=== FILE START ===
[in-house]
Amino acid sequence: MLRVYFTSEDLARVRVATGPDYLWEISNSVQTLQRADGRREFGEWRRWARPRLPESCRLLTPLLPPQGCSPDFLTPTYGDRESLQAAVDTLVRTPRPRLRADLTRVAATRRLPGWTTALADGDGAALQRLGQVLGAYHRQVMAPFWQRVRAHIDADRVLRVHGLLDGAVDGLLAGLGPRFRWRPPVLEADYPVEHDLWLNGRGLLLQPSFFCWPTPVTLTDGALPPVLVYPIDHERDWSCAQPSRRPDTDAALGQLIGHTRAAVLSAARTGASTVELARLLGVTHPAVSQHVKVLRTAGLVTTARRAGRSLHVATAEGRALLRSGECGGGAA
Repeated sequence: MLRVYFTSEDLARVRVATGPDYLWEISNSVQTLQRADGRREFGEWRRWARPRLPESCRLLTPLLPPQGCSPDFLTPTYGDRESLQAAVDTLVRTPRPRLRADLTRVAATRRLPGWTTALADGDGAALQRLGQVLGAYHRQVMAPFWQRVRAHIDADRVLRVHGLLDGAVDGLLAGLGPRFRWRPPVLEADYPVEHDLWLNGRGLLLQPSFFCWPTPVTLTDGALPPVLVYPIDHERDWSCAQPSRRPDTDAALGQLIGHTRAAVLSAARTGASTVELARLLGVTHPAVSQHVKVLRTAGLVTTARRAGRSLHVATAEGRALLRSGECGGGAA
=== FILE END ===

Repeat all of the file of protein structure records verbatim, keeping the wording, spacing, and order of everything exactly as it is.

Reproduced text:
[in-house]
Amino acid sequence: MLRVYFTSEDLARVRVATGPDYLWEISNSVQTLQRADGRREFGEWRRWARPRLPESCRLLTPLLPPQGCSPDFLTPTYGDRESLQAAVDTLVRTPRPRLRADLTRVAATRRLPGWTTALADGDGAALQRLGQVLGAYHRQVMAPFWQRVRAHIDADRVLRVHGLLDGAVDGLLAGLGPRFRWRPPVLEADYPVEHDLWLNGRGLLLQPSFFCWPTPVTLTDGALPPVLVYPIDHERDWSCAQPSRRPDTDAALGQLIGHTRAAVLSAARTGASTVELARLLGVTHPAVSQHVKVLRTAGLVTTARRAGRSLHVATAEGRALLRSGECGGGAA
Repeated sequence: MLRVYFTSEDLARVRVATGPDYLWEISNSVQTLQRADGRREFGEWRRWARPRLPESCRLLTPLLPPQGCSPDFLTPTYGDRESLQAAVDTLVRTPRPRLRADLTRVAATRRLPGWTTALADGDGAALQRLGQVLGAYHRQVMAPFWQRVRAHIDADRVLRVHGLLDGAVDGLLAGLGPRFRWRPPVLEADYPVEHDLWLNGRGLLLQPSFFCWPTPVTLTDGALPPVLVYPIDHERDWSCAQPSRRPDTDAALGQLIGHTRAAVLSAARTGASTVELARLLGVTHPAVSQHVKVLRTAGLVTTARRAGRSLHVATAEGRALLRSGECGGGAA